Gill, Harjant Singh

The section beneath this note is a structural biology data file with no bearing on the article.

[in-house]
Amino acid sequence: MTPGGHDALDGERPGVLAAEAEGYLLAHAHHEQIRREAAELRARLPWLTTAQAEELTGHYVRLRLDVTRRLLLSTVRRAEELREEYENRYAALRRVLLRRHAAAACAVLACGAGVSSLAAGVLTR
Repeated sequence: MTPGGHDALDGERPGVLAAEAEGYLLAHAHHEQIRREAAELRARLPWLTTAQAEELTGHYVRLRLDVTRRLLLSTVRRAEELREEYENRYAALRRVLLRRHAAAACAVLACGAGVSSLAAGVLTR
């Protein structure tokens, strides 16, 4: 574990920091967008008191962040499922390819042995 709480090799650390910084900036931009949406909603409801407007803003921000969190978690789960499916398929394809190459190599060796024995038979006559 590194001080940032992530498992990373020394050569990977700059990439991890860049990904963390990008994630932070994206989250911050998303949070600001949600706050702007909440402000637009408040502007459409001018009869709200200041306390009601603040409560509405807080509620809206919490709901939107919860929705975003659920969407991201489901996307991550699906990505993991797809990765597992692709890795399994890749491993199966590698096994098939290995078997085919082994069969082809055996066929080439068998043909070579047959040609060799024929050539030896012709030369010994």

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Preliminary abstract: 'Sent Away Boys' is a 30-minute documentary film that provides an intimate look at the gendered process of transnational migration as captured through the journey of a young Indian man named Pali moving from a village in Punjab to the urban metropolis of Toronto. Pali, like many of peers, does not see a secure economical future in India. His definition of being a successful man include being able to migrate and settle abroad, remit money home, sponsor the migration of other family members, and thereby acquiring the social and cultural capital associated with being a transnational migrant. While obtaining a visa to Canada is a celebratory occasion for Pali and his family, his departure is marked simultaneously by a sense of sorrow and loss as his parents make the incredibly difficult decision to send their son away. We see Pali leave his childhood home, his neighborhood and his German shepherd named Rocky behind, knowing that he will not return for many years. We see Pali's parents, driving him to the airport knowing that they will not see their beloved son for a while. Even though South Asian men enjoy the privileges that accompany being a man, the film reveals the tremendous pressure migrant men experience to live up to certain gendered expectations to be successful. 'Sent Away Boys' reflects on the journeys migrants undertake, the sacrifices families make, and the social and economic conditions that necessitate such decisions. It also shows how a particular geographical and cultural space is transformed when an overwhelming number of young men have left or aspire to leave.